Angela Lepelley from Five9, and Steven Harris from Odigo describe how chatbots work.
How Do Chatbots Work?
Angela Lepelley (Five9)
For me a chatbot is essentially just a computer program that’s taking actions, specific inputs and triggers to complete the task through a human conversation. So ultimately you have a user, who communicates with the chatbot through a user interface. This can be a chat interface, messaging application, or via voice. And you speak to that chatbot just like you would another person.And then the chatbot interprets those words given to them by the user and then provides an answer and a response back to the user. I think it’s how we interpret these words and extract meaning out of them that’s important. There’s a distinction between the simple rule-based bots, where you’re clicking buttons and choosing from options and relevant answers. These are based on basic pattern matching and keyword spotting, and there’s often only just kind of preset answers to these.But the distinction between those and now what we’re moving to in today’s chatbots, which are AI powered, is really the ability to use free language and speak naturally. And that’s where we need the more sophisticated algorithms and capability.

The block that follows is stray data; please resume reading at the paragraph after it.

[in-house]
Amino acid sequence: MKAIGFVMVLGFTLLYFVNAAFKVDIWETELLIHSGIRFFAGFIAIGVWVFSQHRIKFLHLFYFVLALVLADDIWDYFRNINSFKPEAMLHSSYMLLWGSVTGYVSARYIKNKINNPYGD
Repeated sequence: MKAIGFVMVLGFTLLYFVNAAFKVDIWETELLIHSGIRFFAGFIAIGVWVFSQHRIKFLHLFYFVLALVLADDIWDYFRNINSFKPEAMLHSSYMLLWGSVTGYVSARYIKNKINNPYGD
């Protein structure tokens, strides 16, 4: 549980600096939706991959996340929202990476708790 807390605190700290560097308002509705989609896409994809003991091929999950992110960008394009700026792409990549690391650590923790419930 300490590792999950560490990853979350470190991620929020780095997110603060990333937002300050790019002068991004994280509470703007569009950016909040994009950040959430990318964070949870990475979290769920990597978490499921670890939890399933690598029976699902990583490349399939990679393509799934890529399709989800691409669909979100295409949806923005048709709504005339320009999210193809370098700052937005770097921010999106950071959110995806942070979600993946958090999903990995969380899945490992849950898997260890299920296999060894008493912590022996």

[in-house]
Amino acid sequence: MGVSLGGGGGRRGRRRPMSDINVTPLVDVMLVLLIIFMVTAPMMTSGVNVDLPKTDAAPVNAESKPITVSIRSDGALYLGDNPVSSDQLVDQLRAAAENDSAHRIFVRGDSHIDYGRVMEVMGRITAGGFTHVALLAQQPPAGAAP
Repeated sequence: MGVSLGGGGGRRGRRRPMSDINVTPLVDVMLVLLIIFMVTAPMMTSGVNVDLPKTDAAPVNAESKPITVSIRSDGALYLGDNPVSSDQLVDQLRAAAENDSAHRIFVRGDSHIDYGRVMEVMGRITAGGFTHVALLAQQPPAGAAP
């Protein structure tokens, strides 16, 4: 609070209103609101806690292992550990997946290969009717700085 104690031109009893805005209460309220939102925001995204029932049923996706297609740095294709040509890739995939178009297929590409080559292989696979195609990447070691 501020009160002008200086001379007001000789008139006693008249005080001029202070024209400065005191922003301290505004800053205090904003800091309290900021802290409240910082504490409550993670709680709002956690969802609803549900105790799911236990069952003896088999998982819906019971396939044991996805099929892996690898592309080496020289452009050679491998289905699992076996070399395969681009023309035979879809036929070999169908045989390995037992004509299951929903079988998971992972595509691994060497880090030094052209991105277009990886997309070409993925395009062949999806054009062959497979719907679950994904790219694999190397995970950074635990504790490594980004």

Steven Harris (Odigo)
Chatbots are used to answer queries, provide information or help you through a process such as booking travel.And I think the same as people, they go through four stages.First they make sure they understand the request, they analyse the words using statistical techniques and so on. Then, like us, they have the ability to learn and get better at understanding. Second, they then gather any relevant data. So maybe a customer’s account details, an outstanding order, product information, whatever is appropriate to the query.Third, they use all of this to determine the type of response and they’ll typically have a library of options to do that. And then obviously they can incorporate the specific information that they’ve gathered where it’s needed to answer the query.Fourth, they then deliver a response. That could be an answer, it could be a request for clarification information, it could be a request for the next piece of information needed to go through a process. And I guess in some cases they recognize they can’t handle a request and they put you through to a human being.
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